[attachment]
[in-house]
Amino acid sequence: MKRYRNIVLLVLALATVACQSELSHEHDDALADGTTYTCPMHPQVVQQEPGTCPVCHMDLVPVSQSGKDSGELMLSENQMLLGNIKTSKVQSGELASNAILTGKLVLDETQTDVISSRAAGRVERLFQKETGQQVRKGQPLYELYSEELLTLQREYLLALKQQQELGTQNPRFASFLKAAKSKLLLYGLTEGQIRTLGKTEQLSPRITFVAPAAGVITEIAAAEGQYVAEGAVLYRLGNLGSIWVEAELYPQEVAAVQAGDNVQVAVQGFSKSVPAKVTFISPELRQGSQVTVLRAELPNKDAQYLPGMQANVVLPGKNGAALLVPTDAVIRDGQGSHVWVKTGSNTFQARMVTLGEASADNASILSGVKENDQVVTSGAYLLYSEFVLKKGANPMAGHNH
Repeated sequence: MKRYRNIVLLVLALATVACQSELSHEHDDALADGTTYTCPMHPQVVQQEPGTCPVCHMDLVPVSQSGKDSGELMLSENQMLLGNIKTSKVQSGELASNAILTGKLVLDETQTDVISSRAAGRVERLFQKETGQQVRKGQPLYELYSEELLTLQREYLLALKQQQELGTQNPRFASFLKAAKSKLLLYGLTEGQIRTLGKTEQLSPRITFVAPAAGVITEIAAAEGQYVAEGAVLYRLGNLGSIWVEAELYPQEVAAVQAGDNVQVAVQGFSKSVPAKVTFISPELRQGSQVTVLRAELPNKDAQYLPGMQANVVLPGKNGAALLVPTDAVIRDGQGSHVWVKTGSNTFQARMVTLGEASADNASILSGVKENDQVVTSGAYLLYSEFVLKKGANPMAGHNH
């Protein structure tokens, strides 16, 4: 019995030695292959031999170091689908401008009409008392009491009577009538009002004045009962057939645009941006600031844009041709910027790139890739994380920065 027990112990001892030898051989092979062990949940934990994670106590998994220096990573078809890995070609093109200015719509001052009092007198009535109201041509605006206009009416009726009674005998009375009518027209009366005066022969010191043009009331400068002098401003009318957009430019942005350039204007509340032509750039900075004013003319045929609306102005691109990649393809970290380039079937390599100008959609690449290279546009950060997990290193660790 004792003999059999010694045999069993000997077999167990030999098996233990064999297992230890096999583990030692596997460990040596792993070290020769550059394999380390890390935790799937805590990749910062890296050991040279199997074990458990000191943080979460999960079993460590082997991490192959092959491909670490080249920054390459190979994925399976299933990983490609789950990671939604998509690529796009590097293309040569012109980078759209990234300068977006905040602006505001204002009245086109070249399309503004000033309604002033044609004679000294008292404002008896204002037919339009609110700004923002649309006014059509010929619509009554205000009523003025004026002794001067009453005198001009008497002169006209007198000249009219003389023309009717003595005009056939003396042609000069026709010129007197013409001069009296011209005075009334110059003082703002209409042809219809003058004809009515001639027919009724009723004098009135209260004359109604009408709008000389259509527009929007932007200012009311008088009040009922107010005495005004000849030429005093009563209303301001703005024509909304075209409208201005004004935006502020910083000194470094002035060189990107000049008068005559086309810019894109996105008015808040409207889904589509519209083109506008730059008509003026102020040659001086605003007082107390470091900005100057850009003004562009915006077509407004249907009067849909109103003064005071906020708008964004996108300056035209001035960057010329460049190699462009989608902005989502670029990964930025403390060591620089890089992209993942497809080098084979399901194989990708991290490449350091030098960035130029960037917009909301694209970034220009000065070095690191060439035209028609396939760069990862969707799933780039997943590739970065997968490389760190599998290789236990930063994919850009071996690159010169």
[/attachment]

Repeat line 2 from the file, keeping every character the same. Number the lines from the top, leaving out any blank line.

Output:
Amino acid sequence: MKRYRNIVLLVLALATVACQSELSHEHDDALADGTTYTCPMHPQVVQQEPGTCPVCHMDLVPVSQSGKDSGELMLSENQMLLGNIKTSKVQSGELASNAILTGKLVLDETQTDVISSRAAGRVERLFQKETGQQVRKGQPLYELYSEELLTLQREYLLALKQQQELGTQNPRFASFLKAAKSKLLLYGLTEGQIRTLGKTEQLSPRITFVAPAAGVITEIAAAEGQYVAEGAVLYRLGNLGSIWVEAELYPQEVAAVQAGDNVQVAVQGFSKSVPAKVTFISPELRQGSQVTVLRAELPNKDAQYLPGMQANVVLPGKNGAALLVPTDAVIRDGQGSHVWVKTGSNTFQARMVTLGEASADNASILSGVKENDQVVTSGAYLLYSEFVLKKGANPMAGHNH